Evolving U.S. Suburbs Continue to Shape Residential Demand and Development
Suburban housing markets across the United States are evolving rapidly and overall remain well positioned to maintain their relevance for the foreseeable future as preferred places to live and work, even as many urban cores and downtown neighborhoods continue to attract new residents and businesses, according to a new publication from ULI.
The report, Housing in the Evolving American Suburb, describes different kinds of suburbs based on the key factors that define and determine their housing markets. The report classifies and compares suburbs in the 50 largest metropolitan areas in the United States—shown in a searchable online map here—and assesses the key issues that will shape suburban residential demand and development in the years ahead.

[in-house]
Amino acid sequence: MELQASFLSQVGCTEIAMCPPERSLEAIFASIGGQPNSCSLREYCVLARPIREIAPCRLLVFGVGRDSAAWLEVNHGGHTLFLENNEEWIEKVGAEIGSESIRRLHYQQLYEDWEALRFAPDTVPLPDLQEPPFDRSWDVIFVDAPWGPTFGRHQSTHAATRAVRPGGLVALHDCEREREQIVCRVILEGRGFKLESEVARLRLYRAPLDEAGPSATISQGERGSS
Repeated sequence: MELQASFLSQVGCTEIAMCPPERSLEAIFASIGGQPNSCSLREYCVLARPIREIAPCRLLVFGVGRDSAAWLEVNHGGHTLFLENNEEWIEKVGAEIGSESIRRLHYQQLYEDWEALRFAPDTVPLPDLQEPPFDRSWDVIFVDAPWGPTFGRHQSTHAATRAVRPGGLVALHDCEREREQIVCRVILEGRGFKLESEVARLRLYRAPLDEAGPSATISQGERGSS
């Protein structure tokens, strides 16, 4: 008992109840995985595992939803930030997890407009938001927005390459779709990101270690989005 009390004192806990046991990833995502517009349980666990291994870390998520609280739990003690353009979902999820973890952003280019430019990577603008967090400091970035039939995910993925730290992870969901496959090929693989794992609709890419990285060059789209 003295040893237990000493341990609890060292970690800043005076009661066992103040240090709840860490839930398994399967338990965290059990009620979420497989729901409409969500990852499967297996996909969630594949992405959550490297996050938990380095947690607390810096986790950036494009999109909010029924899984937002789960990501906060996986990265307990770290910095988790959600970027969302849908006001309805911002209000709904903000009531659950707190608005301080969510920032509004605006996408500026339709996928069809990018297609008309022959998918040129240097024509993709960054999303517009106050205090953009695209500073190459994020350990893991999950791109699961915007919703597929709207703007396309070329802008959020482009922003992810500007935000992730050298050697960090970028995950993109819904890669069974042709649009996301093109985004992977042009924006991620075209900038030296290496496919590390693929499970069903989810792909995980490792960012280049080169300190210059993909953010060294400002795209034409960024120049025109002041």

The report points out that healthy regions and fully functioning housing markets require a range of housing choices for households of different backgrounds, means, desires, and stages of life.
Some of these options, the analysis suggests, will reflect preferences among a growing number of Americans for denser, more walkable communities. Others will serve a strong continuing demand for new single-family homes in more traditional auto-oriented areas, particularly to the extent they can be provided more affordably and near jobs. Still others will, by both choice and necessity, offer lower-cost workforce housing—rental as well as for sale.
Among the report’s key findings:
- America remains a largely suburban nation. In the 50 largest (and most urbanized) metropolitan areas in the United States, suburbs account for 79 percent of the population and 75 percent of adults aged 25 to 35.
- Suburban growth has driven recent metropolitan growth. From 2000 to 2015, suburban areas accounted for 91 percent of the population growth and 84 percent of the household growth in the top 50 U.S. metro areas.
- Most Americans work in suburbs, although job growth has been more balanced recently. As of 2014, 67.5 percent of the employment in the 50 largest metro areas was in the suburbs.
- American suburbs as a whole are racially and ethnically diverse. Seventy-six percent of the minority population in the top 50 metro areas lives in the suburbs.